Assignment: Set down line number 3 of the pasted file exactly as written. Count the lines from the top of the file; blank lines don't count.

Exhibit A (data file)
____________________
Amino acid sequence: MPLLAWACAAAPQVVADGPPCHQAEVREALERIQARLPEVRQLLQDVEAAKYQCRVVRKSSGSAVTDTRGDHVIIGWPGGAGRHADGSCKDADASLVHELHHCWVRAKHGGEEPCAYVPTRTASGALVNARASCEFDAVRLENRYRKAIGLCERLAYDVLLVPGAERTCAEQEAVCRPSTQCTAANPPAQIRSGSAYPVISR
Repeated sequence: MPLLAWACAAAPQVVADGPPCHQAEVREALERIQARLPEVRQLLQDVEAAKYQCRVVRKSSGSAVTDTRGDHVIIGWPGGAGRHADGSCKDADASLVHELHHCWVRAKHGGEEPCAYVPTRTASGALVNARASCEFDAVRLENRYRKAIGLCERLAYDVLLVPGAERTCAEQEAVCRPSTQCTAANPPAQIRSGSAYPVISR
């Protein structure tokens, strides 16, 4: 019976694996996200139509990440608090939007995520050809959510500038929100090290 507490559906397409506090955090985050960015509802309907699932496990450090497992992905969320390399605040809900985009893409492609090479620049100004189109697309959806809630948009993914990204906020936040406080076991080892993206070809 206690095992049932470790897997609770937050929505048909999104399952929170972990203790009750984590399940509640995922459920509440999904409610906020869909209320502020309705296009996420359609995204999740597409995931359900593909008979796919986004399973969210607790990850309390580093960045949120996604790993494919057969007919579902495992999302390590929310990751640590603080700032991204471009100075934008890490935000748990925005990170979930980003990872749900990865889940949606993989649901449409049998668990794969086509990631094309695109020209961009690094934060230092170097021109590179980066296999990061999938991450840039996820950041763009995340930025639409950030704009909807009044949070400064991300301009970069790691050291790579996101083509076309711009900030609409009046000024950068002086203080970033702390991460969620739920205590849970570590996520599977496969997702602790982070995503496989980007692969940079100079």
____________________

């Protein structure tokens, strides 16, 4: 019976694996996200139509990440608090939007995520050809959510500038929100090290 507490559906397409506090955090985050960015509802309907699932496990450090497992992905969320390399605040809900985009893409492609090479620049100004189109697309959806809630948009993914990204906020936040406080076991080892993206070809 206690095992049932470790897997609770937050929505048909999104399952929170972990203790009750984590399940509640995922459920509440999904409610906020869909209320502020309705296009996420359609995204999740597409995931359900593909008979796919986004399973969210607790990850309390580093960045949120996604790993494919057969007919579902495992999302390590929310990751640590603080700032991204471009100075934008890490935000748990925005990170979930980003990872749900990865889940949606993989649901449409049998668990794969086509990631094309695109020209961009690094934060230092170097021109590179980066296999990061999938991450840039996820950041763009995340930025639409950030704009909807009044949070400064991300301009970069790691050291790579996101083509076309711009900030609409009046000024950068002086203080970033702390991460969620739920205590849970570590996520599977496969997702602790982070995503496989980007692969940079100079």